RICHMOND, Va. (WRIC) – A Richmond police officer facing misdemeanor assault charges linked to an alleged “fogging” incident last year has been named in multiple civil lawsuits against the city.

The civil suits claim he was one of four officers seen on video pepper-spraying people walking along Broad Street and a man who recorded the encounter from his apartment.

Three civil lawsuits filed after the incident allege the officers “used unwarranted, excessive, and unreasonable force” on the plaintiffs. In total, the lawsuits seek more than $1 million in damages.

Christopher Brown and another officer, Mark Janowski, were indicted by a grand jury on three counts of misdemeanor assault in October for allegedly using O.C. fogger, a type of pepper spray, on three young women inside a car that was stopped at a Richmond intersection following a night of protests last summer.

Brown is also among four officers named in multiple civil lawsuits against the city accused of using pepper spray on three people walking along West Broad Street near Goshen Street and the man who captured the incident on video from his second-story window.

While the timeline is not clear, court filings allege both incidents occurred in the early morning hours of May 31, 2020.

Video shows a group of eight officers and three people walking towards each other on the sidewalk before an officer uses pepper spray on the three people. Civil lawsuits allege the police told the people to “go home” and one of them responded “no, you go home” before an officer sprayed them with “pepper spray or some other chemical irritant.”

A man living in the area at the time, identified as Mikhail Smith in court documents, yelled and cursed at the officers while recording the encounter from his apartment window. The video that was taken by Smith then shows an officer spraying into his open apartment window. Smith is then heard coughing on the video.

Smith and the three people on the street, identified in court filings as Destiny Sparks, Kiara Derricott and Charles Cosby, accused the unidentified officers of multiple civil rights violations in three separate civil lawsuits filed against the city last year.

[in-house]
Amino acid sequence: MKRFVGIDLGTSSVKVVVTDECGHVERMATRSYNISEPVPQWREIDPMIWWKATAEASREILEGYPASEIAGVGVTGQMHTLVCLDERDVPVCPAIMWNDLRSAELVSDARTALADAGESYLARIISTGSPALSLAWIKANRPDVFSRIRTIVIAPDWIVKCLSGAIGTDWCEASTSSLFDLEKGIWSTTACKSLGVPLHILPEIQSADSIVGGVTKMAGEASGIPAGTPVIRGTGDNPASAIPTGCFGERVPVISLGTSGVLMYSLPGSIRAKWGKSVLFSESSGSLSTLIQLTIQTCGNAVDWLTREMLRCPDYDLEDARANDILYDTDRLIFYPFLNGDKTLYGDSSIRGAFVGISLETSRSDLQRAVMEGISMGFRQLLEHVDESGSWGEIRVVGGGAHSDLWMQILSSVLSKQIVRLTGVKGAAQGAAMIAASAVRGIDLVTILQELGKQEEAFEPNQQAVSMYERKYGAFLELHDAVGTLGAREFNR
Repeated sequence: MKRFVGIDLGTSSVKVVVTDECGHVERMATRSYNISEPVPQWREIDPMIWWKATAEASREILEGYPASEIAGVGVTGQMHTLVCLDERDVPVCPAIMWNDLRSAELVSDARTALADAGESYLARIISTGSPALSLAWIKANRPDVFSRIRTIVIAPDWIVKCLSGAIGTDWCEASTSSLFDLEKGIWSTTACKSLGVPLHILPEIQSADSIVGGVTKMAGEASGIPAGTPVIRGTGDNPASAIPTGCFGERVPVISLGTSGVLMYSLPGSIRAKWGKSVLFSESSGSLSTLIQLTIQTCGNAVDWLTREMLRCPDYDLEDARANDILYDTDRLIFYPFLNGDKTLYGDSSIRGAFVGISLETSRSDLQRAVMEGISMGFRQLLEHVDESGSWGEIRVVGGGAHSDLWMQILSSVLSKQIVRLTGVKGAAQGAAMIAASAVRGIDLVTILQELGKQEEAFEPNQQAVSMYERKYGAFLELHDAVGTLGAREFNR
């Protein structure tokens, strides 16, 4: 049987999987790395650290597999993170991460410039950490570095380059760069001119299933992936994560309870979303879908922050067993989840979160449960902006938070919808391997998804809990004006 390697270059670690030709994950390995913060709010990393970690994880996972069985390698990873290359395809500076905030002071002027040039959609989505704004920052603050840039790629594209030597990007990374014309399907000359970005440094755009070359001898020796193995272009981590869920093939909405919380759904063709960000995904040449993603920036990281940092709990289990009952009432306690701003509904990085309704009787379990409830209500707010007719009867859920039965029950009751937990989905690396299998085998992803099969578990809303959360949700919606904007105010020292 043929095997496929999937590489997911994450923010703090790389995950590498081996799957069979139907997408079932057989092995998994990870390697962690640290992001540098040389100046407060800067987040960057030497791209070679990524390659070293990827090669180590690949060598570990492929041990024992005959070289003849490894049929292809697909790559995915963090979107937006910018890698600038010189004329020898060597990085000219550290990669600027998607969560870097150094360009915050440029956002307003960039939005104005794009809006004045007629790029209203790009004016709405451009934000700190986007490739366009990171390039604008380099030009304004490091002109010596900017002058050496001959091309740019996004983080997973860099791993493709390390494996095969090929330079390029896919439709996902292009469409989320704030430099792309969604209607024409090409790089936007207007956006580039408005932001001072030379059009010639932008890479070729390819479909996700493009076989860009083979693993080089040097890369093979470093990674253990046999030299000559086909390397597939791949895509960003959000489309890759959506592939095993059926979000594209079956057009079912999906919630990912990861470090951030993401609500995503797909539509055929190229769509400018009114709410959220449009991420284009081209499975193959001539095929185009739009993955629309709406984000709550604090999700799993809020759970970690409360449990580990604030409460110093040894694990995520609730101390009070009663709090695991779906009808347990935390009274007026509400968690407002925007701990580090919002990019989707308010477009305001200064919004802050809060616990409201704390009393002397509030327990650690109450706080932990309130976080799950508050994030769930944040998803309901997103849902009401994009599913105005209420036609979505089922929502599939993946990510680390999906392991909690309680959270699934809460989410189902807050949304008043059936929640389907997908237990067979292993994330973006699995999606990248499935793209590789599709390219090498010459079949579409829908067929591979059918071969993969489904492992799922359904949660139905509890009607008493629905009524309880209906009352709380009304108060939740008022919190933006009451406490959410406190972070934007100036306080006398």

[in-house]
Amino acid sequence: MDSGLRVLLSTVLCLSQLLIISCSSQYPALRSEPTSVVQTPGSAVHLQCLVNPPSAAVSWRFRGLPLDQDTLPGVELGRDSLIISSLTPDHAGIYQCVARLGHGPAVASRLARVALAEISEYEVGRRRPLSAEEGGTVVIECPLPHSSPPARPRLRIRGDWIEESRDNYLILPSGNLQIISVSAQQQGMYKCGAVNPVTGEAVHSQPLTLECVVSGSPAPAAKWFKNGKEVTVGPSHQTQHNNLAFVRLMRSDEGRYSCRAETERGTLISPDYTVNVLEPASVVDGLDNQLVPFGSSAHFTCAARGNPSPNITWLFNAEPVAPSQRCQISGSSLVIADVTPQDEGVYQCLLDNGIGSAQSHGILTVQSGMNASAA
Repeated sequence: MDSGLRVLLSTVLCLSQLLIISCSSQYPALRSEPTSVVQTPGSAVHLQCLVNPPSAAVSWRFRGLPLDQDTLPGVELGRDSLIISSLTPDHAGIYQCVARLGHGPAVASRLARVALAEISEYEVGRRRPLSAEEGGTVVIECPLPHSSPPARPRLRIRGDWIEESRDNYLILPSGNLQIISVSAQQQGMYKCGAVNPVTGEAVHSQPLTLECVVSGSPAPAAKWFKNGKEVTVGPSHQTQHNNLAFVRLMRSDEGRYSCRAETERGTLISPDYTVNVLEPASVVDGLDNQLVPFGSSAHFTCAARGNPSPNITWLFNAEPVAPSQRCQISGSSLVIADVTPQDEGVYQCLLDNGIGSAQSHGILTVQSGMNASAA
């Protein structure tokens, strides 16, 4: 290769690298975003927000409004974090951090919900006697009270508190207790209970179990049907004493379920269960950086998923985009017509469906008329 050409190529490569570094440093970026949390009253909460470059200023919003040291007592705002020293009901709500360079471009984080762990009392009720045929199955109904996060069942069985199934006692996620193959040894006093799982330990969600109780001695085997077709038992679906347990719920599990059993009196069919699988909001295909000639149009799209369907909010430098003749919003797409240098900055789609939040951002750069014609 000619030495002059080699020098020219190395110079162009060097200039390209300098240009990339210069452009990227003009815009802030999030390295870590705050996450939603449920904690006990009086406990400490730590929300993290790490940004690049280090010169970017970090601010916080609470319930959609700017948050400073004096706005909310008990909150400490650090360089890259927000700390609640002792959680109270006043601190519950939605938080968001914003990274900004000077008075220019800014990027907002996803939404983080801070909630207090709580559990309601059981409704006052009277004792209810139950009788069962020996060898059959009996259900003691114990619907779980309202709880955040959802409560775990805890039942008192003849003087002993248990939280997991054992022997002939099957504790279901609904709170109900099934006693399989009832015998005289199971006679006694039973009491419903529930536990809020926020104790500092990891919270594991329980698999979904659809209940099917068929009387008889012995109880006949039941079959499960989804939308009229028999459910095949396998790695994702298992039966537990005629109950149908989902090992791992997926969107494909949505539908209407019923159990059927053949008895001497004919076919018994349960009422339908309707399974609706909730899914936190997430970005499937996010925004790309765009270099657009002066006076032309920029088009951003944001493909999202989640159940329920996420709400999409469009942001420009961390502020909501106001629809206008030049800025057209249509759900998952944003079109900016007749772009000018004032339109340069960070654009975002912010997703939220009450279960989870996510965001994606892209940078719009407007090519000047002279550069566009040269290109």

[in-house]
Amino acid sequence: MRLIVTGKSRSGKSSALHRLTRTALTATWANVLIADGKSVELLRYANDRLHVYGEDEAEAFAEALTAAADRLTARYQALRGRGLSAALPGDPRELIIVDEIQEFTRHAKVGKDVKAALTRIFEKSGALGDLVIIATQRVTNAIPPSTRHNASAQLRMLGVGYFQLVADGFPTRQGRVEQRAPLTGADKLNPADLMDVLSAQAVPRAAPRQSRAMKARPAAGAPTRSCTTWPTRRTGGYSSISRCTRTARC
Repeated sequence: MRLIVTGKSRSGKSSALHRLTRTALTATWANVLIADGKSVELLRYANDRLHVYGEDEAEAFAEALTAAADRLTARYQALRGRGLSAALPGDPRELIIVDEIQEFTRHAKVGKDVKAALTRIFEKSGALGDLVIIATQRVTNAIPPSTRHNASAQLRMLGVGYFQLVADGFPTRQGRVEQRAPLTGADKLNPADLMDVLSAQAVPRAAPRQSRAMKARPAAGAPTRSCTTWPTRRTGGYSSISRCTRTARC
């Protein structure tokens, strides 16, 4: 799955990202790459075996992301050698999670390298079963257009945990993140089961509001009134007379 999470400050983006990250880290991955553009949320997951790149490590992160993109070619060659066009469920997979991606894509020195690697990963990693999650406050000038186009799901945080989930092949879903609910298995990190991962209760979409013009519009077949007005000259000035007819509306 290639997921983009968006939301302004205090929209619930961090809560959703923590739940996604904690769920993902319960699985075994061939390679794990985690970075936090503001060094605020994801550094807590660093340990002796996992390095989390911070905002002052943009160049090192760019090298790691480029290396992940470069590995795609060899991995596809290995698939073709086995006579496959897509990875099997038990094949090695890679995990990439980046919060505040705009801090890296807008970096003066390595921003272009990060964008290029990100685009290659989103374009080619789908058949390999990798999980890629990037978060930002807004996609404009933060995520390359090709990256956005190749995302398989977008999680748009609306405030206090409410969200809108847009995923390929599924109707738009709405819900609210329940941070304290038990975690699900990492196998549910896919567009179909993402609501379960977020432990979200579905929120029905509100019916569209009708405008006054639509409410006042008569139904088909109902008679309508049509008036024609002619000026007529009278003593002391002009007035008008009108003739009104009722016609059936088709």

Brown and three other officers, Anthony Farnsworth, Brian Rogers and Benito Frias, were eventually named as defendants in court filings from January. Their legal counsel filed pleas of qualified immunity in an effort to have the cases dismissed, arguing the officers are shielded from liability because their actions “were lawful in the situation they confronted.”

“The fact that Defendants acted in accordance with Richmond City policy, and only utilized a chemical agent where their attempts at verbal control were met with resistance, indicates Defendants behavior was objectively reasonable,” the officers’ attorneys wrote.

A similar plea was filed in the criminal case against Brown and Janowski.

Both officers are charged with three counts of misdemeanor assault and battery in an alleged “fogging” incident where three young women, ranging in ages from 17 to 19, claim they were pepper-sprayed while stuck in traffic just before 4 a.m. on May 31, 2020.

The attorneys representing Brown and Janowski sought to have the charges thrown out, arguing during a June 14 hearing that state code shields officers from charges if they are “quelling a riot or unlawful assembly.”

Colette McEachin, Richmond’s commonwealth’s attorney, and her deputy, Michael Hollomon, wrote in a court filing that the young women were cursing at a group of officers while at the intersection but were not threatening them before Brown and Janowski sprayed their O.C. fogger inside the car.

The city’s prosecutors claim body camera video shows that the driver was only able to move the car to the next intersection before stopping for “three to four minutes.” The car eventually stopped again so the young women could switch drivers, the prosecutors wrote in court documents.

On July 9, a Richmond judge denied a motion from Brown and Janowski’s attorneys to present the qualified immunity argument at a pretrial hearing instead of in front of a jury as a defense.

A spokesperson for the Richmond Police Department told 8News that Brown and Janowski are on administrative leave but did not share when they were put on leave, citing a FOIA exemption. It remains unclear whether the officers are still being paid or receiving benefits.

Brown and Janowski are slated to appear in court for trial in mid-November.